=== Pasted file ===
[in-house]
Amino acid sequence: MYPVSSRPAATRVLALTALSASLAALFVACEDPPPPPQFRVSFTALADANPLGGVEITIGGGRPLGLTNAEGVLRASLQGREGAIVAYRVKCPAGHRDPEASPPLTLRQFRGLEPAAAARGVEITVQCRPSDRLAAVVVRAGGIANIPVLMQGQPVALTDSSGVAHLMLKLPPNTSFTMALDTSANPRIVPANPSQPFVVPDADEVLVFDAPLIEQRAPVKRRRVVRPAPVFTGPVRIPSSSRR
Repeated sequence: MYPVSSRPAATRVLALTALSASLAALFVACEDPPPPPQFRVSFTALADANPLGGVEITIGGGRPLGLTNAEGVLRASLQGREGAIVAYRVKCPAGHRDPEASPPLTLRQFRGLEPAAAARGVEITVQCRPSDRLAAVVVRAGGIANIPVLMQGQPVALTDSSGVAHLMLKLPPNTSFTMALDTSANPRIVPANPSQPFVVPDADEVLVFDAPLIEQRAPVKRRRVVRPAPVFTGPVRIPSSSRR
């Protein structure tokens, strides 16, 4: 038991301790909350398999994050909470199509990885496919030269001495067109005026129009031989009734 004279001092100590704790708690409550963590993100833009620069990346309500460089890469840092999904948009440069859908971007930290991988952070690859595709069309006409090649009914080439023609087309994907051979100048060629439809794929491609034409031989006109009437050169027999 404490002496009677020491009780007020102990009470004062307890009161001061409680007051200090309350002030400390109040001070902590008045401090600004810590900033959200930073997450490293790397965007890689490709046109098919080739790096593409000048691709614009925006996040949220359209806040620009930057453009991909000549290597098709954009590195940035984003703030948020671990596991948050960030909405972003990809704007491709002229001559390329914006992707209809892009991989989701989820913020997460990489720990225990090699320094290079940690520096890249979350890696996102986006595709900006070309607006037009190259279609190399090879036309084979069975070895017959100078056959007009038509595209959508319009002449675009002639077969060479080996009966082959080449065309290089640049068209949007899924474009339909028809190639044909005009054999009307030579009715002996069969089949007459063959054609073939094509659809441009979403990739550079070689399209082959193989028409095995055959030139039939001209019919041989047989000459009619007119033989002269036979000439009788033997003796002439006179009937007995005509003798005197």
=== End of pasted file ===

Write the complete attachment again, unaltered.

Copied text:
[in-house]
Amino acid sequence: MYPVSSRPAATRVLALTALSASLAALFVACEDPPPPPQFRVSFTALADANPLGGVEITIGGGRPLGLTNAEGVLRASLQGREGAIVAYRVKCPAGHRDPEASPPLTLRQFRGLEPAAAARGVEITVQCRPSDRLAAVVVRAGGIANIPVLMQGQPVALTDSSGVAHLMLKLPPNTSFTMALDTSANPRIVPANPSQPFVVPDADEVLVFDAPLIEQRAPVKRRRVVRPAPVFTGPVRIPSSSRR
Repeated sequence: MYPVSSRPAATRVLALTALSASLAALFVACEDPPPPPQFRVSFTALADANPLGGVEITIGGGRPLGLTNAEGVLRASLQGREGAIVAYRVKCPAGHRDPEASPPLTLRQFRGLEPAAAARGVEITVQCRPSDRLAAVVVRAGGIANIPVLMQGQPVALTDSSGVAHLMLKLPPNTSFTMALDTSANPRIVPANPSQPFVVPDADEVLVFDAPLIEQRAPVKRRRVVRPAPVFTGPVRIPSSSRR
């Protein structure tokens, strides 16, 4: 038991301790909350398999994050909470199509990885496919030269001495067109005026129009031989009734 004279001092100590704790708690409550963590993100833009620069990346309500460089890469840092999904948009440069859908971007930290991988952070690859595709069309006409090649009914080439023609087309994907051979100048060629439809794929491609034409031989006109009437050169027999 404490002496009677020491009780007020102990009470004062307890009161001061409680007051200090309350002030400390109040001070902590008045401090600004810590900033959200930073997450490293790397965007890689490709046109098919080739790096593409000048691709614009925006996040949220359209806040620009930057453009991909000549290597098709954009590195940035984003703030948020671990596991948050960030909405972003990809704007491709002229001559390329914006992707209809892009991989989701989820913020997460990489720990225990090699320094290079940690520096890249979350890696996102986006595709900006070309607006037009190259279609190399090879036309084979069975070895017959100078056959007009038509595209959508319009002449675009002639077969060479080996009966082959080449065309290089640049068209949007899924474009339909028809190639044909005009054999009307030579009715002996069969089949007459063959054609073939094509659809441009979403990739550079070689399209082959193989028409095995055959030139039939001209019919041989047989000459009619007119033989002269036979000439009788033997003796002439006179009937007995005509003798005197």